Whatever his animal conservation and awareness accomplishments, Steve Irwin's clownlike persona and the unfathomably unpredictable circumstances of his death make him a poor posterboy for discussing the issue of whether to continue extreme behavior after you have a kid.
[And no matter how experienced he was or how many precautions he took, there is no way anyone can convince me that it was anything but exploitative and irresponsible to put on a show about feeding a crocodile while dangling his kid alongside the chicken.] But none of that lessens the tragedy of a family--with two small children--losing their father so early in their lives.
For me, croc feeding joined skydiving and most of jaywalking, even, on my personal list of Things I Could Conceivably Rationalize Before The Kid, But That I Now Feel Too Burdened With Responsibility To Stay Alive To Take Up. That list is going to be different for everyone, and none is or should be the Dad In The Plastic Bubble, but I really wonder where and how you negotiate the line between yourself and your family.
People have taken me to task for the tone of my Irwin post, fine. But Andy's one-line link to the news had a tagline that's haunted me all day: "died doing what he loved." It's a statement, rationale, explanation that's meant, I guess, to help make sense of an otherwise senseless, random event.
I wanted to type 'accident,' but the whole point is that it's not referring to some banal everyday activity like crossing the street or a sudden illness like stage 2 pancreatic cancer, or even something stupidly avoidable like standing under a tree in a lightning storm. Beyond the basics, though, we regularly put ourselves at varying degrees of risk doing "what we love" whether that's our jobs, our hobbies, our compulsions, or our passions. And when that risk-reward calculation goes south, it's not just we who pay the price, it's our families.
Reading Irwin's story, I immediately flashed back to May 18 a Thursday night, when I got ambushed in my car by an NPR commentator's tribute to extreme skiing pioneer Doug Coombs. Coombs and one of his brightest protege's were killed in April while skiing a series of 50-degree couloirs in the most dangerous part of the extreme skiing mecca of La Grave, in the French Alps.
The commentator, Alex Markels, like many, many people who knew or skied with Coombs, was in awe of him and had near-endless stories of formative experiences to tell. [This Coombs tribute from the Denver Post is similar, only longer.]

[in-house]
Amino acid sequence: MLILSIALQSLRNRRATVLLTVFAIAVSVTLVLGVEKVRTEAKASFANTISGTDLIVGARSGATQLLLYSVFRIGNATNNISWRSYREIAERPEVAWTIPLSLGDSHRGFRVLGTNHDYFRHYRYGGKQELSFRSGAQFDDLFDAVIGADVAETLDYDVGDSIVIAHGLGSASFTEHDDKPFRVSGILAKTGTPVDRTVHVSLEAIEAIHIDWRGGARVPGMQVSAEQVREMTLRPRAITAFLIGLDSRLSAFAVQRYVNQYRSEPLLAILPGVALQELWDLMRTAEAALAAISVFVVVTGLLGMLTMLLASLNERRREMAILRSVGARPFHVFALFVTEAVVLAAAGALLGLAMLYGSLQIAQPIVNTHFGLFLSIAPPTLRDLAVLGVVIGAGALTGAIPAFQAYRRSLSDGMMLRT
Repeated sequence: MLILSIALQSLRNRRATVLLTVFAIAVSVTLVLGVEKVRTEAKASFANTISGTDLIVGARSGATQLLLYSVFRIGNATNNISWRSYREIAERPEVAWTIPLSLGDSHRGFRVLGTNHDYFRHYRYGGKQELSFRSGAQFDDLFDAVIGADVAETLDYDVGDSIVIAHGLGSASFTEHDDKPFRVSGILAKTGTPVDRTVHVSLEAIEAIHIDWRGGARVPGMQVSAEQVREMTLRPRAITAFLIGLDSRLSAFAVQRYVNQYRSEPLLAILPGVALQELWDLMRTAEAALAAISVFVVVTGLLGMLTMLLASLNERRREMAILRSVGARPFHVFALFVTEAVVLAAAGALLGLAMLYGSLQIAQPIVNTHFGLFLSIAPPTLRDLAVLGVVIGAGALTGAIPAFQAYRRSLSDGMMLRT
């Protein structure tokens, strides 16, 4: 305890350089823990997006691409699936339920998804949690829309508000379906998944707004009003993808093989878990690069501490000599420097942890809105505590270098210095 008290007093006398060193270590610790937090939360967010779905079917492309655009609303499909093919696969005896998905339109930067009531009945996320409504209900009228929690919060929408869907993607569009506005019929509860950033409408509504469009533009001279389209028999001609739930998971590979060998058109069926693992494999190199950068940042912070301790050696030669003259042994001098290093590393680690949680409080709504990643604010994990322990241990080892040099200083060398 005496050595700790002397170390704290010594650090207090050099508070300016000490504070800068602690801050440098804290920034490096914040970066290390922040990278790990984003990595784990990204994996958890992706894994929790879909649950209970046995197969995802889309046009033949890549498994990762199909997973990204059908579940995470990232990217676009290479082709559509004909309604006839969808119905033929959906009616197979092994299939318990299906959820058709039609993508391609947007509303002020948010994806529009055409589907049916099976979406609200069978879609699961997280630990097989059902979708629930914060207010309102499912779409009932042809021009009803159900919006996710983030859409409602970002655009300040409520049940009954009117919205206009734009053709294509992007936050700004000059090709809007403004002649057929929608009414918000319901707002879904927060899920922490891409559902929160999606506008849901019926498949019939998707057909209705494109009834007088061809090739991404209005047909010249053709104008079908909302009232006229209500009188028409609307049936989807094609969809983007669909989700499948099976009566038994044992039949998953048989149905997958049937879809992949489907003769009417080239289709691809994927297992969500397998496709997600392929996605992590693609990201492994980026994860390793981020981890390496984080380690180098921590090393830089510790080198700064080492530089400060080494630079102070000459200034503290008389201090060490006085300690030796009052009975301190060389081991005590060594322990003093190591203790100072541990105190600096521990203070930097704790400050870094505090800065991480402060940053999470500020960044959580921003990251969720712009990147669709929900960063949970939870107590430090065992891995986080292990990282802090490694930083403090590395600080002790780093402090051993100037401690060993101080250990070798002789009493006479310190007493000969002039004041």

It was a heartfelt tribute to a sorely missed friend who clearly touched many lives and "died doing what he loved," but right at the end, Markels mentioned that now someone else will have to teach Coombs' 2-year-old son how to ski, because his dad can't.
Well, I promptly lost it and had to pull over. I'm a lameass skier and getting worse with every winter I miss, but teaching my kid to ski is on the shortshortlist of things I've always envisioned when I became a dad. As I sat there, though, I felt ambushed: was it obvious only to me that no amount of praise from friends or customers was going to offset the absence of his father in that kid's life?
But what can you do? Coombs' entire life, it seemed, was death-defying skiing. His wife is an extreme skier, too. He runs extreme skiing tours and makes extreme skiing documentaries. Can anyone really expect him to stop being who he is just because a kid comes along? No one can answer that for anyone but himself, and that's my whole dilemma.
I'm lucky, I guess, because the things I love don't cause me to face death or injury too often. Or at all. But even so, I feel there is so much more at stake now, including the well-being of someone who cannot possibly understand, much less accede to, the concept of risk, that there are now whole worlds of things I just won't do because of what some outcome may do to my kid's life. Most of the time, I'm totally cool with that; hell, most of the time, I don't even notice. But then something like this happens to remind me what sacrifices I face, and--and well, it's like wrestling a big ol' croc. I reckon. And I guess it makes me ramble.